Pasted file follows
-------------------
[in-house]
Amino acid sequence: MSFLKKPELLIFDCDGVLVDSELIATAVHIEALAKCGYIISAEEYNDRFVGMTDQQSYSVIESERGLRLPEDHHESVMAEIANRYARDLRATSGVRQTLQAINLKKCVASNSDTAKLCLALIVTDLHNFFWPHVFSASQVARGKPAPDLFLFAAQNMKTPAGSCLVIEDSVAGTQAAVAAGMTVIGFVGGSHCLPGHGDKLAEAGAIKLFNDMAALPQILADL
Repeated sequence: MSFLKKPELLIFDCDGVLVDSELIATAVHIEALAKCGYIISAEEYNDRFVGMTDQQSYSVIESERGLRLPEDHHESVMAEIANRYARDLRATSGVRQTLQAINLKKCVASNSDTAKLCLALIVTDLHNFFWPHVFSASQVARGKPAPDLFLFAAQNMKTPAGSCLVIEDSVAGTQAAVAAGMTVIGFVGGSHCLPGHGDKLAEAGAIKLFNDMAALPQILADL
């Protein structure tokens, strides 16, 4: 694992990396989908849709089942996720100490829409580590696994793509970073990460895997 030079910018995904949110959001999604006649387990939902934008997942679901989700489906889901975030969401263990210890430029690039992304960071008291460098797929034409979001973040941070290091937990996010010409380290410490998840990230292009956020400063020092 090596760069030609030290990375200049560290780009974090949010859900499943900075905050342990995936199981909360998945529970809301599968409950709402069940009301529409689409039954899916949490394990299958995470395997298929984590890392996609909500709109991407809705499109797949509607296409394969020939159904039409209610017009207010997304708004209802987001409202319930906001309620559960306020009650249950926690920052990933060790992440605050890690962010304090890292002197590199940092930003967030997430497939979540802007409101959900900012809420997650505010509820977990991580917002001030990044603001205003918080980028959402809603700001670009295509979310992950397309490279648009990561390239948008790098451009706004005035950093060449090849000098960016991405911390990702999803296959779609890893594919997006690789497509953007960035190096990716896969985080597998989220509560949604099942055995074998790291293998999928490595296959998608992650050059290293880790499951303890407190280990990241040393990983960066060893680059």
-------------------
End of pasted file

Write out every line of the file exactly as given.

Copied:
[in-house]
Amino acid sequence: MSFLKKPELLIFDCDGVLVDSELIATAVHIEALAKCGYIISAEEYNDRFVGMTDQQSYSVIESERGLRLPEDHHESVMAEIANRYARDLRATSGVRQTLQAINLKKCVASNSDTAKLCLALIVTDLHNFFWPHVFSASQVARGKPAPDLFLFAAQNMKTPAGSCLVIEDSVAGTQAAVAAGMTVIGFVGGSHCLPGHGDKLAEAGAIKLFNDMAALPQILADL
Repeated sequence: MSFLKKPELLIFDCDGVLVDSELIATAVHIEALAKCGYIISAEEYNDRFVGMTDQQSYSVIESERGLRLPEDHHESVMAEIANRYARDLRATSGVRQTLQAINLKKCVASNSDTAKLCLALIVTDLHNFFWPHVFSASQVARGKPAPDLFLFAAQNMKTPAGSCLVIEDSVAGTQAAVAAGMTVIGFVGGSHCLPGHGDKLAEAGAIKLFNDMAALPQILADL
């Protein structure tokens, strides 16, 4: 694992990396989908849709089942996720100490829409580590696994793509970073990460895997 030079910018995904949110959001999604006649387990939902934008997942679901989700489906889901975030969401263990210890430029690039992304960071008291460098797929034409979001973040941070290091937990996010010409380290410490998840990230292009956020400063020092 090596760069030609030290990375200049560290780009974090949010859900499943900075905050342990995936199981909360998945529970809301599968409950709402069940009301529409689409039954899916949490394990299958995470395997298929984590890392996609909500709109991407809705499109797949509607296409394969020939159904039409209610017009207010997304708004209802987001409202319930906001309620559960306020009650249950926690920052990933060790992440605050890690962010304090890292002197590199940092930003967030997430497939979540802007409101959900900012809420997650505010509820977990991580917002001030990044603001205003918080980028959402809603700001670009295509979310992950397309490279648009990561390239948008790098451009706004005035950093060449090849000098960016991405911390990702999803296959779609890893594919997006690789497509953007960035190096990716896969985080597998989220509560949604099942055995074998790291293998999928490595296959998608992650050059290293880790499951303890407190280990990241040393990983960066060893680059």